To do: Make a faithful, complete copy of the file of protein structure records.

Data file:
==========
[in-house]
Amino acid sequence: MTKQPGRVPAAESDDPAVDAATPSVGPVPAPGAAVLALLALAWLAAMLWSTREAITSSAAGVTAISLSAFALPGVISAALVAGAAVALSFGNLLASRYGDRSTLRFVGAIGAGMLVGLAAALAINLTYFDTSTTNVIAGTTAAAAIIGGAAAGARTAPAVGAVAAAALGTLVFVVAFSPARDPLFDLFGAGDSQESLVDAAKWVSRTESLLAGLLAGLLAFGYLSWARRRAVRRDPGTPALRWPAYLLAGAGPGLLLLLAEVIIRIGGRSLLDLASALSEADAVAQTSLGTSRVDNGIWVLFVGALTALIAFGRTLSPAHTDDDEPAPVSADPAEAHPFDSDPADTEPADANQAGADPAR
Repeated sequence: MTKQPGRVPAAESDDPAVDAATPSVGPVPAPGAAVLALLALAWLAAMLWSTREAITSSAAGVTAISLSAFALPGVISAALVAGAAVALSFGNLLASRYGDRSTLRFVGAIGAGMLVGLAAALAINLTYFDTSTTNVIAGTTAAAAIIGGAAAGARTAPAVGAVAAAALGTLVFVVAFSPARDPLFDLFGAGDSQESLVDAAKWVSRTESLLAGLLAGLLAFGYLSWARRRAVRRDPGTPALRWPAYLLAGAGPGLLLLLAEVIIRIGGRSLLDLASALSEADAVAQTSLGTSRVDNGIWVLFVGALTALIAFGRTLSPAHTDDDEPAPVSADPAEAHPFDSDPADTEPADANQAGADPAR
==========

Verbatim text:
[in-house]
Amino acid sequence: MTKQPGRVPAAESDDPAVDAATPSVGPVPAPGAAVLALLALAWLAAMLWSTREAITSSAAGVTAISLSAFALPGVISAALVAGAAVALSFGNLLASRYGDRSTLRFVGAIGAGMLVGLAAALAINLTYFDTSTTNVIAGTTAAAAIIGGAAAGARTAPAVGAVAAAALGTLVFVVAFSPARDPLFDLFGAGDSQESLVDAAKWVSRTESLLAGLLAGLLAFGYLSWARRRAVRRDPGTPALRWPAYLLAGAGPGLLLLLAEVIIRIGGRSLLDLASALSEADAVAQTSLGTSRVDNGIWVLFVGALTALIAFGRTLSPAHTDDDEPAPVSADPAEAHPFDSDPADTEPADANQAGADPAR
Repeated sequence: MTKQPGRVPAAESDDPAVDAATPSVGPVPAPGAAVLALLALAWLAAMLWSTREAITSSAAGVTAISLSAFALPGVISAALVAGAAVALSFGNLLASRYGDRSTLRFVGAIGAGMLVGLAAALAINLTYFDTSTTNVIAGTTAAAAIIGGAAAGARTAPAVGAVAAAALGTLVFVVAFSPARDPLFDLFGAGDSQESLVDAAKWVSRTESLLAGLLAGLLAFGYLSWARRRAVRRDPGTPALRWPAYLLAGAGPGLLLLLAEVIIRIGGRSLLDLASALSEADAVAQTSLGTSRVDNGIWVLFVGALTALIAFGRTLSPAHTDDDEPAPVSADPAEAHPFDSDPADTEPADANQAGADPAR